Episode 38: The Four Dimensions
Happy New Year everyone! I’m sorry for the recent lack of updates because of some unexpected out-of-schedule events. In any case, let’s move on to the episode review proper!
The first half of Episode 38 somehow feels like a summary of the previous mini-arc, with all the flashbacks referencing the events in the previous episodes. Unlike all four Yu-Gi-Oh series before it, where these episodes tend to be purely clip shows, the writer of ARC-V has chosen a very smart way of presenting this episode: letting Yuya lose consciousness for two full days after the end of the last episode, and then having Yuzu explaining what happened to him while Yuya also exchanges plot points to her. In this way, this first half of Episode 38 does not feel boring, as new advancements to the plot are being made while it also serves its purpose of being a summary well.
The second half, however, then feels more of an opening to another new story arc. Which is surprisingly fitting given that this episode is also the first episode of the year 2015. Two new characters are introduced, one of them being bound to become Yuya’s opponent in the next round of the Maiami Championship. Yuya also feels abnormalities in his body and we, as the audience, could also see several subtle hints pointing at a possible personality change in the future. A lot of other small foreshadows could also be seen in this second half and I like how the writer of this series does such a great job at providing such hints that make future plot revelations so convincing and logical on retrospect.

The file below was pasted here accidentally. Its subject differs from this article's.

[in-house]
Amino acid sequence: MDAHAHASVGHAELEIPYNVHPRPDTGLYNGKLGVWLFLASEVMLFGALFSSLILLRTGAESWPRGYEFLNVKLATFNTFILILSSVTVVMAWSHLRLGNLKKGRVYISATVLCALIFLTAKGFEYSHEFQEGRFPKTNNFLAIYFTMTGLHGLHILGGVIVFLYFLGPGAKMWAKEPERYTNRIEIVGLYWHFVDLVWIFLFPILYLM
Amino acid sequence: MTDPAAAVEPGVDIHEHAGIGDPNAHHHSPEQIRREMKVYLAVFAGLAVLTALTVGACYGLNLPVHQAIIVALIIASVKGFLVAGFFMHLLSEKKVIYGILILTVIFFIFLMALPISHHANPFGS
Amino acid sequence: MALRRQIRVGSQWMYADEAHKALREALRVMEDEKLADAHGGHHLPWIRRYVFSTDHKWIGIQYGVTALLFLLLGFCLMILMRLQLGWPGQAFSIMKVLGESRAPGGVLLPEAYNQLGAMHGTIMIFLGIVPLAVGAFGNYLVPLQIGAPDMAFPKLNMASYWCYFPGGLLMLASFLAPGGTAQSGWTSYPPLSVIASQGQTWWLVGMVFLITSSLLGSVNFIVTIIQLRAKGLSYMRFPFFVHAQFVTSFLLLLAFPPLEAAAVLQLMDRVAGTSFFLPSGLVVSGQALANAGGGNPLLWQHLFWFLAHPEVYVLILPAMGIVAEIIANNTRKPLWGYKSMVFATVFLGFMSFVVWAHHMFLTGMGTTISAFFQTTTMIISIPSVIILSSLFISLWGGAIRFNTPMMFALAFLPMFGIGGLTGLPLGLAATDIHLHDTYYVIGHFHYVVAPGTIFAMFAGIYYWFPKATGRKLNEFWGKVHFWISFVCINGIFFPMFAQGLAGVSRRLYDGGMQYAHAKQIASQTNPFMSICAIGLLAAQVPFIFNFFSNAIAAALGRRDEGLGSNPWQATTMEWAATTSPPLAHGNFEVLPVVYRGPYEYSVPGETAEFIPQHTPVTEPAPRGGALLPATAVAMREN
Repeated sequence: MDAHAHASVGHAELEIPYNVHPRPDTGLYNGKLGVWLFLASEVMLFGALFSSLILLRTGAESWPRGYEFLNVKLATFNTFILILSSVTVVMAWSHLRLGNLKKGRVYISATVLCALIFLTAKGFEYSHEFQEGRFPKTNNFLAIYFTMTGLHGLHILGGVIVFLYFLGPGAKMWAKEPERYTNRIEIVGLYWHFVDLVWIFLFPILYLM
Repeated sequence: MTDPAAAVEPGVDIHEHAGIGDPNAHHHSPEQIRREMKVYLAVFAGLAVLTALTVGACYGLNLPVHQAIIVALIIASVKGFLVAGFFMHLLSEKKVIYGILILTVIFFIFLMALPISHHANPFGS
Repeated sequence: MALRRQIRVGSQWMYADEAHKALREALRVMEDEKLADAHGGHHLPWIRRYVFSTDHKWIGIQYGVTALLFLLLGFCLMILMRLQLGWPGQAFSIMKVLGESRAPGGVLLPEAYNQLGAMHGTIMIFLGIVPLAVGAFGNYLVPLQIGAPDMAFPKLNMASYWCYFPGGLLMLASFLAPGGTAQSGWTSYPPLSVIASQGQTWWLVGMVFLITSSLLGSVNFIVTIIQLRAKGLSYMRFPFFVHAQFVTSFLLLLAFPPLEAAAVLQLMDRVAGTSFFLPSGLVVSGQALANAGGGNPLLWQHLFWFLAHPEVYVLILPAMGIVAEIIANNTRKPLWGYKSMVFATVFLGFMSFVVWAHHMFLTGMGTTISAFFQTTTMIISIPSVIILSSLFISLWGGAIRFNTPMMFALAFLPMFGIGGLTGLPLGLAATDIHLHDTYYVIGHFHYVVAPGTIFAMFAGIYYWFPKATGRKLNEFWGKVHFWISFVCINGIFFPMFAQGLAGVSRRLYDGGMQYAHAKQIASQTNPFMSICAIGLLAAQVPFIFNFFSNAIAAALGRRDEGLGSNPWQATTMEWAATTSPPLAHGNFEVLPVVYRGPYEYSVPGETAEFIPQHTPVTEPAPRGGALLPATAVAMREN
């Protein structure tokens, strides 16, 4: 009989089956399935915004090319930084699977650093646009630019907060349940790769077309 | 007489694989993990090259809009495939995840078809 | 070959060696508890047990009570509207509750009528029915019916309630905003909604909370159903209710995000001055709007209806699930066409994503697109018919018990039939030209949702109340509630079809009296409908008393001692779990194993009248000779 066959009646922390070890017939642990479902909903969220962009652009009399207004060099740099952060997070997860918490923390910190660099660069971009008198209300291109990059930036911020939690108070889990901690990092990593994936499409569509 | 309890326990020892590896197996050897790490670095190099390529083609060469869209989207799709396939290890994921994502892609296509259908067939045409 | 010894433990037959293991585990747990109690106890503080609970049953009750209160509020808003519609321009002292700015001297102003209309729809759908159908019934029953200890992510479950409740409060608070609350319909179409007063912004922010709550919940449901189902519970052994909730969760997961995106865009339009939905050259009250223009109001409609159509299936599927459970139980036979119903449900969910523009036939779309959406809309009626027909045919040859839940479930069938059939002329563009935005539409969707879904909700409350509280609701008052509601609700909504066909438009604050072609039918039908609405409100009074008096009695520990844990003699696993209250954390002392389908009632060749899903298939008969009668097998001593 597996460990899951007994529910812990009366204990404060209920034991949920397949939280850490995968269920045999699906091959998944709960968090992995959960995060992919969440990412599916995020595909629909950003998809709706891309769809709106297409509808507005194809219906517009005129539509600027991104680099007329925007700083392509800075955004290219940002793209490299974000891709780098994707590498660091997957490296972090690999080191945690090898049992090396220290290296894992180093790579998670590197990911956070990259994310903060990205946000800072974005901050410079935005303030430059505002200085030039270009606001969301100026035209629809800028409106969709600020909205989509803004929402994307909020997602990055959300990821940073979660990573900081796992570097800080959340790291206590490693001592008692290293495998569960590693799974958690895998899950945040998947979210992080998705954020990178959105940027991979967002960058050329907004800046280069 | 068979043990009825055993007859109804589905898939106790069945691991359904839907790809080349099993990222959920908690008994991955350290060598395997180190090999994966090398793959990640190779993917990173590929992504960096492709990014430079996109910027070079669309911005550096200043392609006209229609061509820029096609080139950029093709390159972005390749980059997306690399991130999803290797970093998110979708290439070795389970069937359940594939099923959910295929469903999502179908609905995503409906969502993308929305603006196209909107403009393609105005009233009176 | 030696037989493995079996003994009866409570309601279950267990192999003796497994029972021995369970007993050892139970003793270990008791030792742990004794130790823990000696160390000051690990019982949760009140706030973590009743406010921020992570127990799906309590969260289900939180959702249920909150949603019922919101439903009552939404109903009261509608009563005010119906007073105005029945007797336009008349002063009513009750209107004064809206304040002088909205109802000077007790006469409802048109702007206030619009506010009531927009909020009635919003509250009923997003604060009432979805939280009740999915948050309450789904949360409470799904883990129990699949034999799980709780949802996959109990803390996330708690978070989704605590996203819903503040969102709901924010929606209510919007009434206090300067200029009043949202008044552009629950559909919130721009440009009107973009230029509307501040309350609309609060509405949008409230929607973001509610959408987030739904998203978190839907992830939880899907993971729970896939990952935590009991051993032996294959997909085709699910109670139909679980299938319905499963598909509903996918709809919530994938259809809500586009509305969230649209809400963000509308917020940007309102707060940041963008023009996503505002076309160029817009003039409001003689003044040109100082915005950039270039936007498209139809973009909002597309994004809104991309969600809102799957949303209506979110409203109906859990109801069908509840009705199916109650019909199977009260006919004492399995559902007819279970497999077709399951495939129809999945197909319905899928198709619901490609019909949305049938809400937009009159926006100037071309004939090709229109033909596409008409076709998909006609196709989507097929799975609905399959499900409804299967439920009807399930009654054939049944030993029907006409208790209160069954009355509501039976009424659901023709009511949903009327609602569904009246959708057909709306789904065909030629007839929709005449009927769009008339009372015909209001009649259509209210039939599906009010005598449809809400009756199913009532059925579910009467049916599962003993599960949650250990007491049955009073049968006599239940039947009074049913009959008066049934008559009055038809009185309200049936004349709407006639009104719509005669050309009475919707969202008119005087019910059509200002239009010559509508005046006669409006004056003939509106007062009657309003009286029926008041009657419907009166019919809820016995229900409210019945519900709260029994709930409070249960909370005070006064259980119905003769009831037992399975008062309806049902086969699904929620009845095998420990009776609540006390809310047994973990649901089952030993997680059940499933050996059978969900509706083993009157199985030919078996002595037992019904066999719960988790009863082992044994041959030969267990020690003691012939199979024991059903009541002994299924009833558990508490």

Despite the overall serious tone of this episode, a number of good comedic moments can also be found, proving that the screenwriter is capable of balancing drama and humor at the same time. Most of these come from the returning character Houchun Mieru, an obsessive stalker of Yuya. Accompanied with Aoi Yuuki’s (read: Madoka’s VA) excellent voice, this episode sees her doing an array of exaggerated movements that compel one to really laugh out loud.
Possibly another of the greatest points of this episode is also its animation. Noh-Gil Bo, the animation director for Episode 30 (which was the first ever review I wrote on this site) returns to helm this episode, and it proves once again his talent in terms of creating really smooth, well-proportioned animation sequences. Noh-Gil Bo has one of my personal favorite animation styles alongside Ebina Hidekazu in this series, with his exaggerated character movements and thick outlines.
A good episode overall, and it is interesting to see how all these foreshadows in this episode turn out to be in the very end.
Duel Choreography: – (No Duel this episode)
Episode 39: Awakening of the Gekirin! Until then!